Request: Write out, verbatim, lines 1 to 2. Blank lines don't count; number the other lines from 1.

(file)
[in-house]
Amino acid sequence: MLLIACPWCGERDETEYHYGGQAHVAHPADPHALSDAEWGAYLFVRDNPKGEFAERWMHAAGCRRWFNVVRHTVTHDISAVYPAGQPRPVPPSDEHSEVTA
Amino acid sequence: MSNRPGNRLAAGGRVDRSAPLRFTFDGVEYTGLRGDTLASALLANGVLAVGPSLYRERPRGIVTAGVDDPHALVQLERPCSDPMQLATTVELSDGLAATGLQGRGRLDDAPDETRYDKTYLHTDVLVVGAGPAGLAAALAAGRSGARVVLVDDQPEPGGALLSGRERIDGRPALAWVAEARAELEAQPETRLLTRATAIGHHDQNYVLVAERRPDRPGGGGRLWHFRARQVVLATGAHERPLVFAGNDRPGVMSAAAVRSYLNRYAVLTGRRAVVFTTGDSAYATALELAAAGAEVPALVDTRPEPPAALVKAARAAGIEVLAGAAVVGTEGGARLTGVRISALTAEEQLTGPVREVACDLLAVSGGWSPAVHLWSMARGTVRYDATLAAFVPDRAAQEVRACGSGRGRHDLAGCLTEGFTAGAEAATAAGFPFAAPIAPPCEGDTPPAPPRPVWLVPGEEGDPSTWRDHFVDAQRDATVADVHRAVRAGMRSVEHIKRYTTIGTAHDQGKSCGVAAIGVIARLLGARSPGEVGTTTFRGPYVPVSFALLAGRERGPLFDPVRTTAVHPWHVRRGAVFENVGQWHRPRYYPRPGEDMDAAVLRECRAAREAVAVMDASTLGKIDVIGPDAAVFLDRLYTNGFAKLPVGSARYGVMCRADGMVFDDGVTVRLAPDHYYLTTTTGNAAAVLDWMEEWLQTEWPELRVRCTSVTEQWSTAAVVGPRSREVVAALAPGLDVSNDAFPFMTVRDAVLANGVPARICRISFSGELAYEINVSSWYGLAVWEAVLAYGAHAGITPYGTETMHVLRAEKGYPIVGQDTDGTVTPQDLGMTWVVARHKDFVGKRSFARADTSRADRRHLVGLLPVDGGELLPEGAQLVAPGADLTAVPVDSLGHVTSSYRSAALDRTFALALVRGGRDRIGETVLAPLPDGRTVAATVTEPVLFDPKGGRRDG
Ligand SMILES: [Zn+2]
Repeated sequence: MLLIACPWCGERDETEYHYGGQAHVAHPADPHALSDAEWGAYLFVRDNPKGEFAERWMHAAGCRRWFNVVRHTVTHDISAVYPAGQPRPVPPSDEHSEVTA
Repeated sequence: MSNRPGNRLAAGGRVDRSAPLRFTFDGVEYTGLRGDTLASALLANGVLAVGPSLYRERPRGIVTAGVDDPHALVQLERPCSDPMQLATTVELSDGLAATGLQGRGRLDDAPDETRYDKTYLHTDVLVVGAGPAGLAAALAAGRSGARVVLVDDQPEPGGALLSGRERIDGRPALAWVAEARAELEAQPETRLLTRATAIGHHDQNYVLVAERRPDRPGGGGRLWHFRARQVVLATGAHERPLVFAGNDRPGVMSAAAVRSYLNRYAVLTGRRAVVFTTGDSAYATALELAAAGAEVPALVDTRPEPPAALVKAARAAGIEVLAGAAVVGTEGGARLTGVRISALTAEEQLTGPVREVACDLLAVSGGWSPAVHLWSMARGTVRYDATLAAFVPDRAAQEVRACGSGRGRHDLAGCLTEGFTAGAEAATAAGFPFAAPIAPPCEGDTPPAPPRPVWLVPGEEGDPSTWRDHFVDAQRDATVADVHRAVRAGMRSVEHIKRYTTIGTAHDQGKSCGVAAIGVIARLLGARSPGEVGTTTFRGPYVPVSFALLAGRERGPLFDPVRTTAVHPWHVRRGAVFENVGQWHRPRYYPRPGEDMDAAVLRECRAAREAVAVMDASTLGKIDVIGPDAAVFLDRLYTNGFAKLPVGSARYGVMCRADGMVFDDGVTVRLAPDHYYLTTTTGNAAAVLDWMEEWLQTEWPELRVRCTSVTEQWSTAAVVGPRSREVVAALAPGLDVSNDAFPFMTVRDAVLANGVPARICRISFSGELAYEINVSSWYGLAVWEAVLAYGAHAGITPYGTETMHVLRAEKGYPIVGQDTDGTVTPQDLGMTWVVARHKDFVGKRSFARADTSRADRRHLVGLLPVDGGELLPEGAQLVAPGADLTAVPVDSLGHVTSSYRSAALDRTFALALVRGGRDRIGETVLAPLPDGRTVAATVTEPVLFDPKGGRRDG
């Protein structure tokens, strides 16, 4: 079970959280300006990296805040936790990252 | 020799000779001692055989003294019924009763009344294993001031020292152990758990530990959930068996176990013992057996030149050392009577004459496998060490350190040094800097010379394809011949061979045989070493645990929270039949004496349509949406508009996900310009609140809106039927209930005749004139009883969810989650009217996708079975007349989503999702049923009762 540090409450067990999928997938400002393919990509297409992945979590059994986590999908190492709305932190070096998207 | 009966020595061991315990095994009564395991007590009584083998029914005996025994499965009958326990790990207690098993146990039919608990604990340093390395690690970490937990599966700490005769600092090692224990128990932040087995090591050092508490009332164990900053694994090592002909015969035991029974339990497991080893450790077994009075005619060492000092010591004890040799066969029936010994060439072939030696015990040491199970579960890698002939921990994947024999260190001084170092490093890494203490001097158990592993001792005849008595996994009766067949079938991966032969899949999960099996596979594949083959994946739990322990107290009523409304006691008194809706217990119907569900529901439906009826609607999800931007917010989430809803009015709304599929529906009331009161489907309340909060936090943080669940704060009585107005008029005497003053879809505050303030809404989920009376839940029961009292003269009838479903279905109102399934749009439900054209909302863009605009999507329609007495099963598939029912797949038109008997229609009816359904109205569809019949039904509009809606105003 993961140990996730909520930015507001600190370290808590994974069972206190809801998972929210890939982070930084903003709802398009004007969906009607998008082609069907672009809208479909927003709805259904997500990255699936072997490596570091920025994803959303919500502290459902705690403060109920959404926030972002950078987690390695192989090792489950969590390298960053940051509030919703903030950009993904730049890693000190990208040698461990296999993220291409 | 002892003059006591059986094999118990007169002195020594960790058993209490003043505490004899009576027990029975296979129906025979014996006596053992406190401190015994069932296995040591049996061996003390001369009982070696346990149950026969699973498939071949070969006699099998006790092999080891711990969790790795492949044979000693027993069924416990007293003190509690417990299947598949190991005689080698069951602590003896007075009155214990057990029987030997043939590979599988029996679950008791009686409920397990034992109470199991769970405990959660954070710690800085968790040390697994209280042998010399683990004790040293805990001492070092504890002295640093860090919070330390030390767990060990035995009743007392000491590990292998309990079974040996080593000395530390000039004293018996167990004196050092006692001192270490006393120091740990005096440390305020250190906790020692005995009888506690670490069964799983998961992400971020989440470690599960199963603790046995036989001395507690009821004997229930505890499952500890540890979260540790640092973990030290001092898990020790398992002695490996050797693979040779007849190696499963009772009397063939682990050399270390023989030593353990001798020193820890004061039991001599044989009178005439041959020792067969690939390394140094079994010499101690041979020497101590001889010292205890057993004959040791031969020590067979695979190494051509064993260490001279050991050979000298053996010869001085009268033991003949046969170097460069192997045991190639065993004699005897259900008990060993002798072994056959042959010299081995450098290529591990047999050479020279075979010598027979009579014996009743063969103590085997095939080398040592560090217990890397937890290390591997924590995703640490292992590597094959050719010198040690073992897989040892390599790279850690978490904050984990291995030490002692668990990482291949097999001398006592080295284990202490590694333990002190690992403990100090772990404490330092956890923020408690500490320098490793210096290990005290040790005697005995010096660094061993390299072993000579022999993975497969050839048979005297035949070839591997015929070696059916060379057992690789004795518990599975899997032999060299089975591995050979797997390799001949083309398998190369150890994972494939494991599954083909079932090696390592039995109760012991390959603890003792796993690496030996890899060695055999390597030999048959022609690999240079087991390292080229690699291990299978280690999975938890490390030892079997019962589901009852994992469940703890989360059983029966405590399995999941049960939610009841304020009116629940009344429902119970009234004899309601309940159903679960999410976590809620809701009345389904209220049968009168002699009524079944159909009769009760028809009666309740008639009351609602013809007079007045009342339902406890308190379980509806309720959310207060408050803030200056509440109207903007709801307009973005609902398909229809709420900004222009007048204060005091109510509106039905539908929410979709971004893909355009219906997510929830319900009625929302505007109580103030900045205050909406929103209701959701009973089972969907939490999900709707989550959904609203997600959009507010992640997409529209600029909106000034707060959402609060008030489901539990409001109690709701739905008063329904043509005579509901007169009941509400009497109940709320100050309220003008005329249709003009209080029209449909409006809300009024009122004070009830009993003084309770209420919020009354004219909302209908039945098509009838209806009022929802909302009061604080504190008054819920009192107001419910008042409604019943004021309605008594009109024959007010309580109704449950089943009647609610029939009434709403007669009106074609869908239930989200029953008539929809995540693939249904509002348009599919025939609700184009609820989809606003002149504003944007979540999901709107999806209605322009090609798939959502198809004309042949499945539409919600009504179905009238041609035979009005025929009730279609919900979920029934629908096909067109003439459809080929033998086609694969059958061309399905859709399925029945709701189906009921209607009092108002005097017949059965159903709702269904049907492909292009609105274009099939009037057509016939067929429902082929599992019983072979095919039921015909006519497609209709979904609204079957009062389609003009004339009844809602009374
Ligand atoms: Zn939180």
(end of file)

[in-house]
Amino acid sequence: MLLIACPWCGERDETEYHYGGQAHVAHPADPHALSDAEWGAYLFVRDNPKGEFAERWMHAAGCRRWFNVVRHTVTHDISAVYPAGQPRPVPPSDEHSEVTA